Since the pandemic began, more than 10,000 Veterans Affairs patients have died from Covid-19. Previous reporting, as well as documents published by American Oversight, showed that the VA struggled in the spring and summer of 2020 to obtain adequate amounts of personal protective equipment. Recently, American Oversight obtained more documents that provide additional details about the agency’s early pandemic difficulties.
The documents include complaints from the National Nurses United union that alleged the VA was not providing nurses with sufficient personal protective equipment, thus increasing their risks of contracting the coronavirus. In one email, sent on March 13, 2020, the group said that the “VA is either unwilling and/or unprepared to answer basic questions that will ensure the safety of RNs and the patients who they are taking care of.”
A report on the results of outpatient services surveys from early March highlighted veterans’ complaints as well as praise for the VA’s Covid-19 measures. One veteran noted a lack of proper coronavirus screenings at a VA facility in Modesto, Calif., while others expressed concern that certain mitigation measures, such as entrance closures, limited the ability of individuals with disabilities to access medical services. One 91-year-old veteran wrote that having just one entrance open at a facility in Vermont could lead to risky overcrowding, and some veterans also raised concerns on Twitter that the VA wasn’t conducting adequate testing.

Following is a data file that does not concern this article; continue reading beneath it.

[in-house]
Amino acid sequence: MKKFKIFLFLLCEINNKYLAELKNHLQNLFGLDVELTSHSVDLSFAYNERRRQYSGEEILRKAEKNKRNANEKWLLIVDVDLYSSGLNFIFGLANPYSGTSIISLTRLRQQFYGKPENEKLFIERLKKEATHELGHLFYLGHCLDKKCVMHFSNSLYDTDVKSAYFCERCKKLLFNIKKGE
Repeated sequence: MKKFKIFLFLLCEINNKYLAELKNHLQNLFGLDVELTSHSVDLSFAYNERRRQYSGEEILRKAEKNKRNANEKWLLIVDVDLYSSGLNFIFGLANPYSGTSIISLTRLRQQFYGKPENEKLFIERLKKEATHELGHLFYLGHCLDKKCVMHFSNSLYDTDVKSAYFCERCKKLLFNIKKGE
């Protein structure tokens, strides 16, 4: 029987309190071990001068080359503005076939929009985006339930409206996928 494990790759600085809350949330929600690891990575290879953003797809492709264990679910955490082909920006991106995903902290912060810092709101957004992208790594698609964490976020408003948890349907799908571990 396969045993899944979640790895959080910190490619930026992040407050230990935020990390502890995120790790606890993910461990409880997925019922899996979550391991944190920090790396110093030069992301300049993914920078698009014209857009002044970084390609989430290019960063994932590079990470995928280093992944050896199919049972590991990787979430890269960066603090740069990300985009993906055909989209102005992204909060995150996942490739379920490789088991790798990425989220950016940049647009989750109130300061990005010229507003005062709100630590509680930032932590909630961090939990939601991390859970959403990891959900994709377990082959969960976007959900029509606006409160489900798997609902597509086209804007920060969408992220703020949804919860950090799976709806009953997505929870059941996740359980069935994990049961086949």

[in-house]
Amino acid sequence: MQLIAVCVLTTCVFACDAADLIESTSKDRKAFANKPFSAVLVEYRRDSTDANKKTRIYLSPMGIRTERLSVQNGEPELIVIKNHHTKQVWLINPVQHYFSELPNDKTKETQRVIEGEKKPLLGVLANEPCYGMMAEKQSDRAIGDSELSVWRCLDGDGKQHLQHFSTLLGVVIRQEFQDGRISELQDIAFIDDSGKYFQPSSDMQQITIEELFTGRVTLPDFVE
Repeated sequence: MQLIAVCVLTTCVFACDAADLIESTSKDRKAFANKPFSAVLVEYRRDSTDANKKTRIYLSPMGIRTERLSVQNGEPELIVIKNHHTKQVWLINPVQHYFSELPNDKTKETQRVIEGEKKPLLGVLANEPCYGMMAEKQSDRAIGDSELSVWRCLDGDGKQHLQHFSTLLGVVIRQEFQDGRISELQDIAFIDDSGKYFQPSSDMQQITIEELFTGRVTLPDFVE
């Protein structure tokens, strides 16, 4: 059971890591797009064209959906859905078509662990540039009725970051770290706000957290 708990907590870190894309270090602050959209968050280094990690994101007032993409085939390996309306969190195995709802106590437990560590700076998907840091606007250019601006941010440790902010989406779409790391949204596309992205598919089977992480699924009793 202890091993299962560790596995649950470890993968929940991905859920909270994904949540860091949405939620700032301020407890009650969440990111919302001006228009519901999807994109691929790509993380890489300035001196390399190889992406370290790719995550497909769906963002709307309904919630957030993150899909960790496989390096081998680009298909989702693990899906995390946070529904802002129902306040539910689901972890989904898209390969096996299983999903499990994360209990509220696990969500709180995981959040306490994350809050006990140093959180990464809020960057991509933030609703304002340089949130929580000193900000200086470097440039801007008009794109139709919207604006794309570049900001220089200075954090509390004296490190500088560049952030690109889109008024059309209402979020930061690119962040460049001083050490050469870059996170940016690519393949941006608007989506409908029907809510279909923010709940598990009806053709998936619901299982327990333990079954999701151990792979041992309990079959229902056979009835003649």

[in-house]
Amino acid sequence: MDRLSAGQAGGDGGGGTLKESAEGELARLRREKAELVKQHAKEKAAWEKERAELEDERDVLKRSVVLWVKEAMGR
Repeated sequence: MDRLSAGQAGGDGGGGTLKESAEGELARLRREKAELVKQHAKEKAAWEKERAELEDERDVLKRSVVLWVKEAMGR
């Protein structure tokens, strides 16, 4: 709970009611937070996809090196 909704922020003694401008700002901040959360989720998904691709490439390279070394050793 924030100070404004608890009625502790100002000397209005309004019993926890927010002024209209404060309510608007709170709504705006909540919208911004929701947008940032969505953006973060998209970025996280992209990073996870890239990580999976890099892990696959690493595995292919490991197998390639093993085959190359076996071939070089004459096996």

These records also contain VA Secretary Robert Wilkie’s schedules for the first three months of 2020, which feature regular White House Coronavirus Task Force briefings. Communications between top VA officials and Paul Kim, the executive director of the Veterans Health Administration’s Office of Emergency Management, included a Feb. 18 message from the Department of Health and Human Services stating that the crisis was anticipated to last for several months and a Feb. 19 message from Kim about the VHA’s emergency preparedness.
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